Water Weekly 3: Eco-hawks, Oldtimers and Stinkers
What were the three biggest California water stories of the past seven days? Well, the news-heads and policy wonks here at Laer Pearce & Associates have compiled them for you here. You’ll find the Big Three here every week, or you can follow LPAWater on Twitter for up-to-the-minute news and analysis. You can also sign up to receive the Weekly 3 via email here. This week:
“Virtual River” Runs Dry
The eco-hawks often talk of a “virtual river” that could supply Californians all the water they need, if only they’d conserve more. It seems the virtual river flows through real farm land, given all the talk about how farmers waste water. Well, in San Diego County, the virtual river theory is getting pretty parched as farmers who are doing all the right things – installing drip irrigation, planting high-value crops – are facing economic ruin because even with the best practices, water’s still going up to $1,400 per acre foot next year.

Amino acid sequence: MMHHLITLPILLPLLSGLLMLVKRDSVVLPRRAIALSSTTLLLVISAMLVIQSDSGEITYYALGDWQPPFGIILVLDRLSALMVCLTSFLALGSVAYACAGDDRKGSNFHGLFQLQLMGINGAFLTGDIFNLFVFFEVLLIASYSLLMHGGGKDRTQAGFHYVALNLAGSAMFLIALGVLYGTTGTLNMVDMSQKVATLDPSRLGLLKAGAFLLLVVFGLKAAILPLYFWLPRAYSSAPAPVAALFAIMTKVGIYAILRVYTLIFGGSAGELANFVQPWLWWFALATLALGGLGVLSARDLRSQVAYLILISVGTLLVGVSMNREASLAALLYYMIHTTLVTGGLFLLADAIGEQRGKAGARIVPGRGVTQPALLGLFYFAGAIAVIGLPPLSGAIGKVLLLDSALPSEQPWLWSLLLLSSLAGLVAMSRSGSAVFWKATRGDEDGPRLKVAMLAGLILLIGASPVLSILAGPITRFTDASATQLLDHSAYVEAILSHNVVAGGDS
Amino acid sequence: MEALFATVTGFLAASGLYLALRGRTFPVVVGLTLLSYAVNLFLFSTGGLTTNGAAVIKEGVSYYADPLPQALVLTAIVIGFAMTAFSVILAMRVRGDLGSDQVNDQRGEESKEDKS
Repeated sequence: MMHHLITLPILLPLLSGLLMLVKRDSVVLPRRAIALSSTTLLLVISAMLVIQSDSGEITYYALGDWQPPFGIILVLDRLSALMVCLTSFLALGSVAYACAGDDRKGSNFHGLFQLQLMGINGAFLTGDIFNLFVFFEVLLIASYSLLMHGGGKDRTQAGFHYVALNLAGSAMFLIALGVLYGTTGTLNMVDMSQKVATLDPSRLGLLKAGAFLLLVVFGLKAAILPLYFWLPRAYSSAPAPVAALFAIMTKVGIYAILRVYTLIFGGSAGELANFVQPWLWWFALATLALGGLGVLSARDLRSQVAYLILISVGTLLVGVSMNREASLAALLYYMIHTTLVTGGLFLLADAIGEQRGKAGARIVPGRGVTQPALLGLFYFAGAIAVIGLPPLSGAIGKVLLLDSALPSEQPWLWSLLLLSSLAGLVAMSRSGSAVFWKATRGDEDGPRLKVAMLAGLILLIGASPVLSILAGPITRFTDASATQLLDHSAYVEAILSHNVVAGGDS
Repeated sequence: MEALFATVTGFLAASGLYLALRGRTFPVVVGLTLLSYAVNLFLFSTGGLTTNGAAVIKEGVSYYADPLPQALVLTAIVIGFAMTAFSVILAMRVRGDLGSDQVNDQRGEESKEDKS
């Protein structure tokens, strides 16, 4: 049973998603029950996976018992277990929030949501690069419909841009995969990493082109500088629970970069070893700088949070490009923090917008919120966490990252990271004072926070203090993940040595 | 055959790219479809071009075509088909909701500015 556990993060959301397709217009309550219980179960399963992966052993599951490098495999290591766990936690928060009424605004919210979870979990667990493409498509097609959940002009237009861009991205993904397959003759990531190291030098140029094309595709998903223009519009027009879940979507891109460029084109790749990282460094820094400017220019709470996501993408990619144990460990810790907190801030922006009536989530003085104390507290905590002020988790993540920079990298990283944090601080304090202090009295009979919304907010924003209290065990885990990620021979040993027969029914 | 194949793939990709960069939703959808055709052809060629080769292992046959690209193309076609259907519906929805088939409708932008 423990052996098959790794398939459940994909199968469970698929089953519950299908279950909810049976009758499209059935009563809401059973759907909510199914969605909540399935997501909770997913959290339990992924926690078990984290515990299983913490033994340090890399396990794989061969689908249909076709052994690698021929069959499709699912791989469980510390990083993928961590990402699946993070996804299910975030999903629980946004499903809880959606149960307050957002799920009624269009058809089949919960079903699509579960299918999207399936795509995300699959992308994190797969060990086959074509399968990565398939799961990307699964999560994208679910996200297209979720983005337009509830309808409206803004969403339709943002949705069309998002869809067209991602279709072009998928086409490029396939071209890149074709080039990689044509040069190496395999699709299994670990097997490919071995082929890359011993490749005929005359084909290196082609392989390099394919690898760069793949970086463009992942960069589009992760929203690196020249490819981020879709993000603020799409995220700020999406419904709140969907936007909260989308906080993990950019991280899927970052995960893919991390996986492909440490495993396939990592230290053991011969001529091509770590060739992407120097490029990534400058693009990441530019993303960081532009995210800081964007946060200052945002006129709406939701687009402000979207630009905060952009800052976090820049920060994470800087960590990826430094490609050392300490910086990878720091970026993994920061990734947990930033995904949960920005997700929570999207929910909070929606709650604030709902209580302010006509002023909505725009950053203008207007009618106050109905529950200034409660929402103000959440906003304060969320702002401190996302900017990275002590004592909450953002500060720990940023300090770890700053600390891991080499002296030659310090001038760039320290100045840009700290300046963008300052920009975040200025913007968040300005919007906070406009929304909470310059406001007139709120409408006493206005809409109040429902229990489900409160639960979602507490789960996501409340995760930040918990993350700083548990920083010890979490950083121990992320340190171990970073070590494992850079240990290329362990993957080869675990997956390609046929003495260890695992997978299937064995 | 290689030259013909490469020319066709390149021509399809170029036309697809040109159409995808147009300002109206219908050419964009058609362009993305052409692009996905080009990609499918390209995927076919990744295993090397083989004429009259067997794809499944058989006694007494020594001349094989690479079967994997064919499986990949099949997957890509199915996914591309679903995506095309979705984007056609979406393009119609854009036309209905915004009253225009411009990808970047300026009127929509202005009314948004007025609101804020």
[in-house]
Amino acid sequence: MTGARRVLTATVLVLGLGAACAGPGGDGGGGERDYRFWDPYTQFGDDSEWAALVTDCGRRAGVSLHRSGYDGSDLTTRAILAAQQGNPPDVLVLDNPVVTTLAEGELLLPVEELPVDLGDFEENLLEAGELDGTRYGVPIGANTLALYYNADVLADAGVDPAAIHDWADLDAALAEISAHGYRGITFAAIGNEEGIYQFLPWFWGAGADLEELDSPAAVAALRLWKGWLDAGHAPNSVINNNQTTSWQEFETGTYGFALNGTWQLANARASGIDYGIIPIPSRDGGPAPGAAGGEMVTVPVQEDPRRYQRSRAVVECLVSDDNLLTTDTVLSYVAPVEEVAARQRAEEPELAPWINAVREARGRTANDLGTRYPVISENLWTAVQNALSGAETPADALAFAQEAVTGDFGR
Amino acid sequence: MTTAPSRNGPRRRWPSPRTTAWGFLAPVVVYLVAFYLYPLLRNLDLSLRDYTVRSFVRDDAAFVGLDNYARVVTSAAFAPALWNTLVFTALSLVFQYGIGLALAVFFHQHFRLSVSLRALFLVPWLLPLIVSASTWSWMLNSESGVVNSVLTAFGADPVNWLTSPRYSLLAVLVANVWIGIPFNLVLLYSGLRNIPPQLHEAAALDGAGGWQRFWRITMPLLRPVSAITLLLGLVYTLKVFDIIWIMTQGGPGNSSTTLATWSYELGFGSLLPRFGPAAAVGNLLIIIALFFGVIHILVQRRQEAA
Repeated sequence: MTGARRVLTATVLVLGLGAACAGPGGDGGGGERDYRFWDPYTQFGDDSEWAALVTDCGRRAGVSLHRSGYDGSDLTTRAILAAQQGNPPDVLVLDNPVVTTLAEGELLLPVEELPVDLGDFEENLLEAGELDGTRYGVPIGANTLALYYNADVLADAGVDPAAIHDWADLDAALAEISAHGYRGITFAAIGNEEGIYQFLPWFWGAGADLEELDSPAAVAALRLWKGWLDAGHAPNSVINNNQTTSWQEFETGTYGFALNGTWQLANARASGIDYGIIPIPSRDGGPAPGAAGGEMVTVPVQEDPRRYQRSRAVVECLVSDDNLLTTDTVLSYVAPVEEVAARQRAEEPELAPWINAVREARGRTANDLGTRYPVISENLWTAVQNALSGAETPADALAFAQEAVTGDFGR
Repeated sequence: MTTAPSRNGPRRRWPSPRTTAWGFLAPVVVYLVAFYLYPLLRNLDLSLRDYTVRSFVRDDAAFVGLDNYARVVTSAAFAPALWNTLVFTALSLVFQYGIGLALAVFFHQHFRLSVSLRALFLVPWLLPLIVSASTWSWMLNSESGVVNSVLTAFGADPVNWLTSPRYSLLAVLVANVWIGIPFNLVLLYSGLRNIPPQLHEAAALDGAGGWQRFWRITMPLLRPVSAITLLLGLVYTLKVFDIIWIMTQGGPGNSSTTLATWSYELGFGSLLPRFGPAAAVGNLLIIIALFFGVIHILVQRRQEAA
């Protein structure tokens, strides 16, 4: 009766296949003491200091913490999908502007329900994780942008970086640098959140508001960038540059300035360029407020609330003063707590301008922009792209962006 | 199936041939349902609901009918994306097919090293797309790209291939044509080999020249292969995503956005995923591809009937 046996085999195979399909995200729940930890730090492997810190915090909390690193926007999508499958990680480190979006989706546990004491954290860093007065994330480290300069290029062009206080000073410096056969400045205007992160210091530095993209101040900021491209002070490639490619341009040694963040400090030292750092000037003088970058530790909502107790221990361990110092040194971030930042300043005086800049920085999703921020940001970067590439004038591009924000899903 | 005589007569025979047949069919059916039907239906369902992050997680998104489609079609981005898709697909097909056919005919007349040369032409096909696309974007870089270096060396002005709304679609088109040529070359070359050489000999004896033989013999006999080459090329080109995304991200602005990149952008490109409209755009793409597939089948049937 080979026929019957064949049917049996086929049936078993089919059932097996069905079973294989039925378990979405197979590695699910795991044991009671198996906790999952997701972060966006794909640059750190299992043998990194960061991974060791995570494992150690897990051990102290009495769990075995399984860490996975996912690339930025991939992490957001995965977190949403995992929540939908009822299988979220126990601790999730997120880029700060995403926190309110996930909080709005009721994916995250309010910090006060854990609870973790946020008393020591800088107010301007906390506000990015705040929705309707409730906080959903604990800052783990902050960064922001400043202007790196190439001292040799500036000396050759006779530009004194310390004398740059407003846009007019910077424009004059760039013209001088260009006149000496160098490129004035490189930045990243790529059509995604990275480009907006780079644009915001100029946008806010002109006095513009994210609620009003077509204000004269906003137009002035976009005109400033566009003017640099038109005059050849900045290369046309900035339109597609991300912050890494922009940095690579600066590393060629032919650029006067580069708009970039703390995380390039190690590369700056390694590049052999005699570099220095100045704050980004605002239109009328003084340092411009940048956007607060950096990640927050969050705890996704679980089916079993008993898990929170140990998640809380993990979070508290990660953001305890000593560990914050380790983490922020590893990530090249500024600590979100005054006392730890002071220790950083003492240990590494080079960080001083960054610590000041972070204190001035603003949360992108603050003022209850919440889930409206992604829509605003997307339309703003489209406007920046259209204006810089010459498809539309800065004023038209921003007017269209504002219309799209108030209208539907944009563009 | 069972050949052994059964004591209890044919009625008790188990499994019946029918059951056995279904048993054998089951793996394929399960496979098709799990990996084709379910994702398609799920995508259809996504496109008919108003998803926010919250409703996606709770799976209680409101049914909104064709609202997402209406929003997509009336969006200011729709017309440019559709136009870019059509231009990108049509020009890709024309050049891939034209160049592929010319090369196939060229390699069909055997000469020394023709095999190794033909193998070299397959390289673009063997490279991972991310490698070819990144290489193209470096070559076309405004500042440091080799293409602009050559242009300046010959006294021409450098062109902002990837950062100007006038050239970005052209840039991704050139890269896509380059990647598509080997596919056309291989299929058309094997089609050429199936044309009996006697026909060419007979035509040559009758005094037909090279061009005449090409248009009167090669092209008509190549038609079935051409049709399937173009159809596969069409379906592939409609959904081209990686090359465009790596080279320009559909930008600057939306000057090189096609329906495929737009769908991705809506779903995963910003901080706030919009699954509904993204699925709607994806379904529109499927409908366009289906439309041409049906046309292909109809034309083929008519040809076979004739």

Let the California Farm Bureau Federation tell you more.
A River of Bad Ink Flows
We only know what we read in the paper … and we seem to remember something about not believing everything you read. So the recent major LA Times hit piece on Central Basin Municipal Water District and the Oldtimers Foundation alleging inside deals and wallet-lining has us waiting for a response. And waiting. There’s nothing on the District’s website, and nothing among the 40 comments attached to the story. Too bad. Messaging can be very tough – but generally, the tougher it is, the more necessary it is. You might want to check this out.
Here’s the LA Times’ side of the story
Here are the comments
Relief for a River
Your Weekly Three correspondent has strayed before to write about the Metropolitan Water Reclamation District – Chicago’s sewage guys – and its long-running refusal to do anything much about, you know, sewage. As a result, up to 70 percent of some stretches of the Chicago River is primary-treated sewage. Even after EPA told them to clean up their act (literally), the board whined about the cost (while raising execs’ salaries). Well, as if to prove that even in Chicago good governance can occur (even if late), the board voted this week to actually behave like grown-ups. About time.
Hold your nose and read the Chicago Tribune story.
This entry was posted on Friday, June 10th, 2011 at 3:09 pm and is filed under Environment, Global Warming, Water, Weekly 3. You can follow any responses to this entry through the RSS 2.0 feed. You can leave a response, or trackback from your own site.